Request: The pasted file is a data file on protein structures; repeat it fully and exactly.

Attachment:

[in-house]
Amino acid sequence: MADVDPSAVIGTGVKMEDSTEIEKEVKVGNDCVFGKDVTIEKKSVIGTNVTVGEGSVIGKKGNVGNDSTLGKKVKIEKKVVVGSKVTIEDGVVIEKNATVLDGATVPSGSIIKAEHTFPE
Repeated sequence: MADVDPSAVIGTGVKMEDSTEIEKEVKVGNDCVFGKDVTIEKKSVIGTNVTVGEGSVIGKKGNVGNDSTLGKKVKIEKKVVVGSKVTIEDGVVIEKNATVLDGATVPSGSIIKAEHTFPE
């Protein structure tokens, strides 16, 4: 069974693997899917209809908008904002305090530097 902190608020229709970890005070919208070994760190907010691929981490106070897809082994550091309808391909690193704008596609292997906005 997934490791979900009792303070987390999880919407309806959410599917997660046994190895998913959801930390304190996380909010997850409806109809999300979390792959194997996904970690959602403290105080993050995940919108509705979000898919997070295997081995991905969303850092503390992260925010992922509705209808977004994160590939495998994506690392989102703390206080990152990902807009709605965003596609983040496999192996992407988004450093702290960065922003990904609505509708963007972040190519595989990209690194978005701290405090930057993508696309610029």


[in-house]
Amino acid sequence: MADVDPSAVIGTGVKMEDSTEIEKEVKVGNDCVFGKDVTIEKKSVIGTNVTVGEGSVIGKKGNVGNDSTLGKKVKIEKKVVVGSKVTIEDGVVIEKNATVLDGATVPSGSIIKAEHTFPE
Repeated sequence: MADVDPSAVIGTGVKMEDSTEIEKEVKVGNDCVFGKDVTIEKKSVIGTNVTVGEGSVIGKKGNVGNDSTLGKKVKIEKKVVVGSKVTIEDGVVIEKNATVLDGATVPSGSIIKAEHTFPE
């Protein structure tokens, strides 16, 4: 069974693997899917209809908008904002305090530097 902190608020229709970890005070919208070994760190907010691929981490106070897809082994550091309808391909690193704008596609292997906005 997934490791979900009792303070987390999880919407309806959410599917997660046994190895998913959801930390304190996380909010997850409806109809999300979390792959194997996904970690959602403290105080993050995940919108509705979000898919997070295997081995991905969303850092503390992260925010992922509705209808977004994160590939495998994506690392989102703390206080990152990902807009709605965003596609983040496999192996992407988004450093702290960065922003990904609505509708963007972040190519595989990209690194978005701290405090930057993508696309610029």